# You asked: What is the service factor of a motor?

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The service factor – SF – is a measure of periodically overload capacity at which a motor can operate without damage. The NEMA (National Electrical Manufacturers Association) standard service factor for totally enclosed motors is 1.0.

## What is 1.15 service factor?

Motor “service factor” is probably the most misunderstood value on a motor nameplate. To most it seems quite simple; if it is a 1.0 you can run a motor to 100% load, if it is 1.15, then it can be loaded to 115% of its rated load.

## How long can a motor run in service factor?

If the theoretical life expectancy of this motor was 10 years, it could be expected to last 1.5 years when operated continuously at the SF load. Although many other factors may also affect motor life, this example illustrates how important temperature considerations are in the proper application of the equipment.

## What is NEMA service factor?

NEMA defines service factor as a multiplier, when applied to the rated horsepower, indicates a permissible horsepower loading, which may be carried under the conditions specified for the service factor at rated voltage and frequency.

## What is the SFA rating on a motor?

Service Factor Amps, or S.F.A., represents the amount of current the motor will draw when running at the full Service Factor. In the example nameplate, the S.F.A. is eight amps at 230 volts. Continually exceeding the S.F.A. shown on the nameplate can shorten motor life.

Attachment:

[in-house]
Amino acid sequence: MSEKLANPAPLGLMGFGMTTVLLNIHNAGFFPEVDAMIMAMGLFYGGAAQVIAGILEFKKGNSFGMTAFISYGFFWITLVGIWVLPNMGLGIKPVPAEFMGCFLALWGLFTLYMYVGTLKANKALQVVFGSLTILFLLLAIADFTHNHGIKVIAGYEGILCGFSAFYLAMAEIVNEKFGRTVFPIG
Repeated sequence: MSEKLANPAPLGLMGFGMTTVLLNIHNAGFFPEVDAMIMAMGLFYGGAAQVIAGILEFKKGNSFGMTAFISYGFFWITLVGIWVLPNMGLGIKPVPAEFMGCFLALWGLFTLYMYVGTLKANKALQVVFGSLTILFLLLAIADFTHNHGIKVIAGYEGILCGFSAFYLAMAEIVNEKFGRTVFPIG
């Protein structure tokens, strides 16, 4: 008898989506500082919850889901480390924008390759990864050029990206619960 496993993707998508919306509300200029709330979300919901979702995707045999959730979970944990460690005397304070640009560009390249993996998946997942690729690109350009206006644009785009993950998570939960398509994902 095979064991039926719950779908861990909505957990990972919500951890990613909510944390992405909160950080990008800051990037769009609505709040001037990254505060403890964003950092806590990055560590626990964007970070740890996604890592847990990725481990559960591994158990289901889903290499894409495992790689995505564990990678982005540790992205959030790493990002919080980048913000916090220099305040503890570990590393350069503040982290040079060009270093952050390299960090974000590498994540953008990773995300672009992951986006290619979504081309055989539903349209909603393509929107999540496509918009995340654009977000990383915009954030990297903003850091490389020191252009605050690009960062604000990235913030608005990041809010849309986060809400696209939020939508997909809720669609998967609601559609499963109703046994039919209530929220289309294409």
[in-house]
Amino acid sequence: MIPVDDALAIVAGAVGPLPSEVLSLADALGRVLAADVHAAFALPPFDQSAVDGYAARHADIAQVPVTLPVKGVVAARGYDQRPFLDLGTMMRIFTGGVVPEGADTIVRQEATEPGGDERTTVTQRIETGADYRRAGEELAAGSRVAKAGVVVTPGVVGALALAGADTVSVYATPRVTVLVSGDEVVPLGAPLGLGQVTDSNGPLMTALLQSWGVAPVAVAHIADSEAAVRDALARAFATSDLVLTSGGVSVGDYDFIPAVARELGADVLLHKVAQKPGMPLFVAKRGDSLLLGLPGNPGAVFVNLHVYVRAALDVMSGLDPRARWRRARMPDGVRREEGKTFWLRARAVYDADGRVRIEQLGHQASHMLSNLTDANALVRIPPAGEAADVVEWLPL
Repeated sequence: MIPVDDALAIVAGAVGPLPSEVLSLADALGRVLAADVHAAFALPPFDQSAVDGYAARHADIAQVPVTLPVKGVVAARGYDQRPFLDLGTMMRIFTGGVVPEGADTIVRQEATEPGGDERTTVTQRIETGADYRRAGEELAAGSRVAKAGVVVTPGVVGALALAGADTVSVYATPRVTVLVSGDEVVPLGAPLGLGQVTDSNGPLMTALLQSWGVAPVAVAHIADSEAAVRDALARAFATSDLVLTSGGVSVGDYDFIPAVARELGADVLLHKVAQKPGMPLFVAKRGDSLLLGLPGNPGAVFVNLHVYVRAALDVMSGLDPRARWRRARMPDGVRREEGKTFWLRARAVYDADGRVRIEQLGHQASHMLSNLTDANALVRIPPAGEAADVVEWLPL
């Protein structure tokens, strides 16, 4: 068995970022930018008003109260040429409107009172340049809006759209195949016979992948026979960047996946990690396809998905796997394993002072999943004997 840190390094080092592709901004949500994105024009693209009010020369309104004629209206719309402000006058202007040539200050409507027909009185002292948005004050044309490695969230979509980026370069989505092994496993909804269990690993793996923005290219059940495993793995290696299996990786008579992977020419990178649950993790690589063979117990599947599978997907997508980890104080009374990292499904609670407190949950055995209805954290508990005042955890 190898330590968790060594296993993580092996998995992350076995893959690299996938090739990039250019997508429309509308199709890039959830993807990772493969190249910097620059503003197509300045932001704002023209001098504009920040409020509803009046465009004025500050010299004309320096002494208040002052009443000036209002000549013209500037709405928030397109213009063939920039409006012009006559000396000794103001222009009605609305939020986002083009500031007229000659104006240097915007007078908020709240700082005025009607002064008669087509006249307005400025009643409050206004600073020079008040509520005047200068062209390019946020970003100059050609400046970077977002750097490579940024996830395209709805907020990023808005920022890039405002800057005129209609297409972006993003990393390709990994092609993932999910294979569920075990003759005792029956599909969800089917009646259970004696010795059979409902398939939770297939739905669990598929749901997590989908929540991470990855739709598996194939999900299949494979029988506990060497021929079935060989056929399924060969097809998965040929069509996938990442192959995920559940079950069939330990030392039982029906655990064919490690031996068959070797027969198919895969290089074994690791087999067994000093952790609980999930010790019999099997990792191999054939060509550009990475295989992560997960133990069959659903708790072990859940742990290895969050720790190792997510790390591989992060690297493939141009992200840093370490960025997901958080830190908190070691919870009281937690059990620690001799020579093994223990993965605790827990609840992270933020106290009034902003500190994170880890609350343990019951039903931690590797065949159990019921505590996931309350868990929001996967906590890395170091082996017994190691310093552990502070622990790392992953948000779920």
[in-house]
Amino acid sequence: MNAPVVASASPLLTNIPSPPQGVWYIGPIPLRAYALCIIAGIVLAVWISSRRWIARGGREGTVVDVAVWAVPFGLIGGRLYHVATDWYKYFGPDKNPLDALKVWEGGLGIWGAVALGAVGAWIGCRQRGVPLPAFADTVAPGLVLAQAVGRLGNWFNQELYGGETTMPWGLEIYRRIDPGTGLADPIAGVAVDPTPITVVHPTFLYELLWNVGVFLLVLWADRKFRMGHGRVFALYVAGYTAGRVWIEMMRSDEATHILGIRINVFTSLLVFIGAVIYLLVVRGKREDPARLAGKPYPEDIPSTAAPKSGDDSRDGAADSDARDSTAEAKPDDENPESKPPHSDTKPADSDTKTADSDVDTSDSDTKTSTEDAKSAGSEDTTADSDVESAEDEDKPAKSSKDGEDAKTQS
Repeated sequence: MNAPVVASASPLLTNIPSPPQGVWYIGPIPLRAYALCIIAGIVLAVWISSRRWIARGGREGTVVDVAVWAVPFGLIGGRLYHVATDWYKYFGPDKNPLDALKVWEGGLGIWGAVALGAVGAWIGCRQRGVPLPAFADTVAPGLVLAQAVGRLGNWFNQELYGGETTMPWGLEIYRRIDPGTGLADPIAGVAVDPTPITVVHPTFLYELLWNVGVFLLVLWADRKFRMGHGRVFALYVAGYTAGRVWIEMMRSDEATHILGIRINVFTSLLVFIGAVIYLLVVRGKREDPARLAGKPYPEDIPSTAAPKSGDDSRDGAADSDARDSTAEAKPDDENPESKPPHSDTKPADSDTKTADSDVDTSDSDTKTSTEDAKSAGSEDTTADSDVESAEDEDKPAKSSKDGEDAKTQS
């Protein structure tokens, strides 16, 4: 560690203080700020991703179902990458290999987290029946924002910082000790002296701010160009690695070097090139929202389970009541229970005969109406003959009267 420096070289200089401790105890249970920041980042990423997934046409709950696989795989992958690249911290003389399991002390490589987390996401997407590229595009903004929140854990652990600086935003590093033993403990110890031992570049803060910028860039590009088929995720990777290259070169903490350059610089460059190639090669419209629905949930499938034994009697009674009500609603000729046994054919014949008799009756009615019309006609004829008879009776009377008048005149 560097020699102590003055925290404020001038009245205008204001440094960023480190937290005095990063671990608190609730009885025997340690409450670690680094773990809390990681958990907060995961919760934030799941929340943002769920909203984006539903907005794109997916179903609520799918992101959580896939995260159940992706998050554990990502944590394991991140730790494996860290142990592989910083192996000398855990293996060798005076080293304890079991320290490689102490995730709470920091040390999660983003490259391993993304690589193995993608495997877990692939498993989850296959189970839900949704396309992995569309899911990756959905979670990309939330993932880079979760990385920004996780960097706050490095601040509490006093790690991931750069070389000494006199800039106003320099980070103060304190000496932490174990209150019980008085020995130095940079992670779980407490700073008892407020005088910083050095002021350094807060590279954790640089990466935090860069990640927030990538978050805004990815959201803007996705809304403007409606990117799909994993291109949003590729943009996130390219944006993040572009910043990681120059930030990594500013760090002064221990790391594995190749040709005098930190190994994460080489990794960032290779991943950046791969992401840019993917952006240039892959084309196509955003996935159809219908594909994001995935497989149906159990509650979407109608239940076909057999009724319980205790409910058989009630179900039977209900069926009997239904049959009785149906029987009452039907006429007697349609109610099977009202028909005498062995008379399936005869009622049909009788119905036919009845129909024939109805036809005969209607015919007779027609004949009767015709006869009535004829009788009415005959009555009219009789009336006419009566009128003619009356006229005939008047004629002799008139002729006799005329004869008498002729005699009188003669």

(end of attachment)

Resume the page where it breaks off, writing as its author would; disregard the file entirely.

## What is Pump Service factor?

Generally, service factor is the measurement used to determine the peak performance at which a pump motor can operate. The National Electrical Manufacturers Association (NEMA) defines service factor simply as a multiplier that indicates the amount of additional load a motor can handle above its nameplate horsepower.

## How is service factor calculated?

Calculate or determine your service factor by choosing the service factor that corresponds to your hp and various RPM levels. For example, according to the table, if you have a 1HP motor and you operate it at 3600 RPM continuously, your service factor is 1.25. … Multiply your motor horsepower by the service factor.

## Is service factor the same as safety factor?

Service factors are used to account for higher torque conditions of the equipment to which the coupling is connected. … Safety factors are used in the design of a coupling.

## What is the service factor of a gearbox?

What is a service factor exactly? It’s the ratio of horsepower your gear reducer can mechanically handle compared to the horsepower required for your application. Put simply, it is how overdesigned the gearbox is when it comes to handling the application load.

## How do you calculate amp service factor on a motor?

For example, the FLA or full load amps of the motor above is 10.8 amps at 115 volts. The service factor or S.F. is 1.5, making the service factor amps 16.2 (rounded down to 16 on the motor tag) at 115v because 10.8 x 1.5 = 16.2.

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## What is service factor in belt drive?

The tables for V-belt drives list service factors that generally range from 1.0 to 1.8 depending on the type of driver (ac motor, dc motor, or internal combustion engine), the type of driven machine, and the duty cycle. … Service factors for synchronous belts run a bit higher, ranging from 1.0 to 2.4.

## How is Fla calculated?

Formulas

1. Single Phase AC Motor FLA (Amperes) = (P [kW] × 1000) / (V × cos ϕ)
2. Single Phase AC Motor FLA (Amperes) = (P [HP] × 746) / (V × cos ϕ × η)
3. Three Phase AC Motor FLA (Amperes) = (P [kW] × 1000) / (V × 1.732 × cos ϕ)
4. Three Phase AC Motor FLA (Amperes) = (P [HP] × 746) / (V × 1.732 × cos ϕ × η)

## What does SLA mean on a motor?

Then I found out that in that context, it means “sealed lead acid.”

## Why is my motor over amping?

Electrical overload or over-current is caused by an excessive current flow within the motor windings, exceeding the design current which the motor is able to carry efficiently and safely. This can be caused by a low supply voltage, resulting in the motor drawing in more current in an attempt to maintain its torque.